Mortgages and encumbrances
Is there a domestic register for aircraft mortgages, encumbrances and other interests? If so, what are the requirements and legal effects of registration?
The FAA Registry provides a central system for the recording of any conveyance, bill of sale (as to airframes only), contract of conditional sale, mortgage, lease, equipment trust, assignment of any of the above, notice of tax lien (other than federal tax lien) or of other lien, or other instrument executed for security purposes, affecting title to or any interest in:
- any aircraft registered with the FAA Registry;
- any identified engine of 550 or more rated take-off horsepower or the equivalent (which may be recorded separately or in connection with a US registered aircraft);
- any identified propeller capable of absorbing 750 or more rated take-off shaft horsepower (which may be recorded separately or in connection with a US registered aircraft); and
- any aircraft engine, propeller or appliance maintained by a US certificated air carrier for installation or use in an aircraft, engine or propeller, or any spare part for installation or use in an aircraft, engine or propeller so long as such spare part is maintained by or for such an air carrier at the locations designated in the filing.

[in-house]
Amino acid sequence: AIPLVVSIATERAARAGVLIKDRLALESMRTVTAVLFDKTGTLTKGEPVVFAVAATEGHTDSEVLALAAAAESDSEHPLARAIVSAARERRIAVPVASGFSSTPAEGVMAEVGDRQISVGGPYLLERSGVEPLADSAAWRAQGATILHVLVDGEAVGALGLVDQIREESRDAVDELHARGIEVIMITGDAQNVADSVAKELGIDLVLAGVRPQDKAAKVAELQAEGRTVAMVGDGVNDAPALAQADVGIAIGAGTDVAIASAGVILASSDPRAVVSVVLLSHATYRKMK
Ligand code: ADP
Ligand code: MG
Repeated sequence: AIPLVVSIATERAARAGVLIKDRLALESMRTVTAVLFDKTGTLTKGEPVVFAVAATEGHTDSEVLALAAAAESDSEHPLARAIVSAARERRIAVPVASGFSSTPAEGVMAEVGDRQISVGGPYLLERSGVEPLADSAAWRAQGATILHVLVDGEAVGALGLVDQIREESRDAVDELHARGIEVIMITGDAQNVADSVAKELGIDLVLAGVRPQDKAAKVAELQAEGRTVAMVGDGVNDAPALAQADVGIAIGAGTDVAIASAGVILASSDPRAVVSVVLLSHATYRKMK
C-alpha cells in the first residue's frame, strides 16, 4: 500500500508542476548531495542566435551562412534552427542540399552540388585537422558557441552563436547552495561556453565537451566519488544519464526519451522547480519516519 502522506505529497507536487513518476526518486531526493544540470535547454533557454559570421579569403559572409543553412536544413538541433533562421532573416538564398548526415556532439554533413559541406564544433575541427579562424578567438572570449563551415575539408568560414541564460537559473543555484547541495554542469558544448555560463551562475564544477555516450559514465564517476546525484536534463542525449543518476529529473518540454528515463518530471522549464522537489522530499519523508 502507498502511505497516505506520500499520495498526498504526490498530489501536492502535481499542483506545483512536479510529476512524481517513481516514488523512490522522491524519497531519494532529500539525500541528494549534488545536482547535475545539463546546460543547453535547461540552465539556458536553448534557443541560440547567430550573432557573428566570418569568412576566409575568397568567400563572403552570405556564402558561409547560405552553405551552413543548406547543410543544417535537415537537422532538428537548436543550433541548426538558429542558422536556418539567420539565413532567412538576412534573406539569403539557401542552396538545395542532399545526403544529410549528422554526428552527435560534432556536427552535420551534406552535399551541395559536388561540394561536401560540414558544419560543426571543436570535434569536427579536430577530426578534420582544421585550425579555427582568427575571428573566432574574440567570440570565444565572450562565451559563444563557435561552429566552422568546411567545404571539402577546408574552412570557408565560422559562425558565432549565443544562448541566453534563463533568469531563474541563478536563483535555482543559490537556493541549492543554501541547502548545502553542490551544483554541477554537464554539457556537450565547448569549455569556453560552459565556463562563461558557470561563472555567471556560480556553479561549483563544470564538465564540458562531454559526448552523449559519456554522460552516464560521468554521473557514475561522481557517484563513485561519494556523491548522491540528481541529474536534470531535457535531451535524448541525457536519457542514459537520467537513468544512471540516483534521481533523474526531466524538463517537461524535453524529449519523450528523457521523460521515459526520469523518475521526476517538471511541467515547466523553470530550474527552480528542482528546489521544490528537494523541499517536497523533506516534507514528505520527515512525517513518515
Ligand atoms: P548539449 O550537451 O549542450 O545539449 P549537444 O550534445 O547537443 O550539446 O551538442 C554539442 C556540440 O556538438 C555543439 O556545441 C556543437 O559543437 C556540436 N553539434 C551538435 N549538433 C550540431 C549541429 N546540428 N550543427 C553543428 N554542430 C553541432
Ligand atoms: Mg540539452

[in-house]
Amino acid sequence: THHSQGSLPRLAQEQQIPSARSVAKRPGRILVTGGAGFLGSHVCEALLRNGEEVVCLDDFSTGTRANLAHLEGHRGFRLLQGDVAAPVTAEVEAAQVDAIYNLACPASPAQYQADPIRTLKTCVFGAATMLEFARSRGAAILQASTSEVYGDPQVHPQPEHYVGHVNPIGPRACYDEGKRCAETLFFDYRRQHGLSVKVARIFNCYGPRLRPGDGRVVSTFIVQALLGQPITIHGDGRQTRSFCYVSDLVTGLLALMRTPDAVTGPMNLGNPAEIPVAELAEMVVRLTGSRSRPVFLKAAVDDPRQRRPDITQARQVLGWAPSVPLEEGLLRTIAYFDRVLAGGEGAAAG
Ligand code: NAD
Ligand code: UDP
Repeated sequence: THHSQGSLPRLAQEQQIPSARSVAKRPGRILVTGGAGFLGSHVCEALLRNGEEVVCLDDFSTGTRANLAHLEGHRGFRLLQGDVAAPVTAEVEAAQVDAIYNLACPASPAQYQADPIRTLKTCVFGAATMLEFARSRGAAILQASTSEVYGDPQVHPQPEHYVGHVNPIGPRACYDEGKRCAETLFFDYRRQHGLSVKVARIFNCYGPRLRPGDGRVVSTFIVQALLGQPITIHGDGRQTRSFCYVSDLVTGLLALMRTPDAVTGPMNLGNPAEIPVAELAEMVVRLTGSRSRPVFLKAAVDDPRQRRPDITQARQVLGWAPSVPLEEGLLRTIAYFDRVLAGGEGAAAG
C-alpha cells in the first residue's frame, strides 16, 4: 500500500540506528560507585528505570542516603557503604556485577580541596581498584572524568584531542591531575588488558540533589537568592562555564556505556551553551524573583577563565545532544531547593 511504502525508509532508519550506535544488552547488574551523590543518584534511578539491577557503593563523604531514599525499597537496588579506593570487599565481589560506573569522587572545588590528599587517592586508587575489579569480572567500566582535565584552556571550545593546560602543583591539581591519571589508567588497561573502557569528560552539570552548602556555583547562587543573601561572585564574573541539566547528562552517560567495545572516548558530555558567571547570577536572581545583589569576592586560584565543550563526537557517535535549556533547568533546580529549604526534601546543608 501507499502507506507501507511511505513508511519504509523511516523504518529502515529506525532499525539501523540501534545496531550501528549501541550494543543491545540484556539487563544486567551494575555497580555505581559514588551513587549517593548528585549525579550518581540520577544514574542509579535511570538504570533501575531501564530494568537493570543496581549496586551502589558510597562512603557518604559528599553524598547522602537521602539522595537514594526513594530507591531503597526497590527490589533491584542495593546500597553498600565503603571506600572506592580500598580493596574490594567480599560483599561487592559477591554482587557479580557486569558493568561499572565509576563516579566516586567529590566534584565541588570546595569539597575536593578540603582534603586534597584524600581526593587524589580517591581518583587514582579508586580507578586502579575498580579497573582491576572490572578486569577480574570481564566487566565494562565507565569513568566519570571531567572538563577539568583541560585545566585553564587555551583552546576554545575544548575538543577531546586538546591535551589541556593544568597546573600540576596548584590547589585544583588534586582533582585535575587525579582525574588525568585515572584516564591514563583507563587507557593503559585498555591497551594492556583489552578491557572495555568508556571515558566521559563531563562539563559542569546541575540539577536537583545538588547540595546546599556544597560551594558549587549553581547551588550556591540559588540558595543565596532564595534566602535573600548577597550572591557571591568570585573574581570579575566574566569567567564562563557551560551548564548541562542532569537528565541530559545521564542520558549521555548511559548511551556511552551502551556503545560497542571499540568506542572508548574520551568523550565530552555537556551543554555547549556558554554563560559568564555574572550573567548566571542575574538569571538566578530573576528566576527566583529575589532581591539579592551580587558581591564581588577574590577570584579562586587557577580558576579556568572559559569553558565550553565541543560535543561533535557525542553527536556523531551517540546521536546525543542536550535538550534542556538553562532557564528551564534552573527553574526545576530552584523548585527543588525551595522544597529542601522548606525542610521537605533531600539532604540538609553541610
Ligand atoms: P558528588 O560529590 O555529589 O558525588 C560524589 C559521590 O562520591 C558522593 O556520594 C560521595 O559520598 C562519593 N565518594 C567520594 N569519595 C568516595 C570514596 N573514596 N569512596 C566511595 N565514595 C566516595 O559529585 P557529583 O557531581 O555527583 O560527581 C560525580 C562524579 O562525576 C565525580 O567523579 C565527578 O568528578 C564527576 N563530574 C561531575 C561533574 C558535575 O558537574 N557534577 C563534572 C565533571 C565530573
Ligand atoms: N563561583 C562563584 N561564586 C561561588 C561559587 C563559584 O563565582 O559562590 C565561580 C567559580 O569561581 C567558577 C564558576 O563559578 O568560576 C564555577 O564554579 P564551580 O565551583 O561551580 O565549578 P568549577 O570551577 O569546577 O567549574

There is no US citizenship requirement for a mortgagee, though a mortgagee must meet the aircraft registration requirements in order to register an aircraft in its name as owner if it takes the title after foreclosure.
In order to be recorded, any mortgage or other conveyance or instrument must identify all aircraft, engines and propellers by make, model, serial number and, in the case of aircraft, by US registration number. An assignment, amendment or supplement with respect to any other recorded conveyance or instrument must describe such other conveyance or instrument in enough detail to identify it, including its date, the names of the parties, the date of FAA recordation and the recorded conveyance number.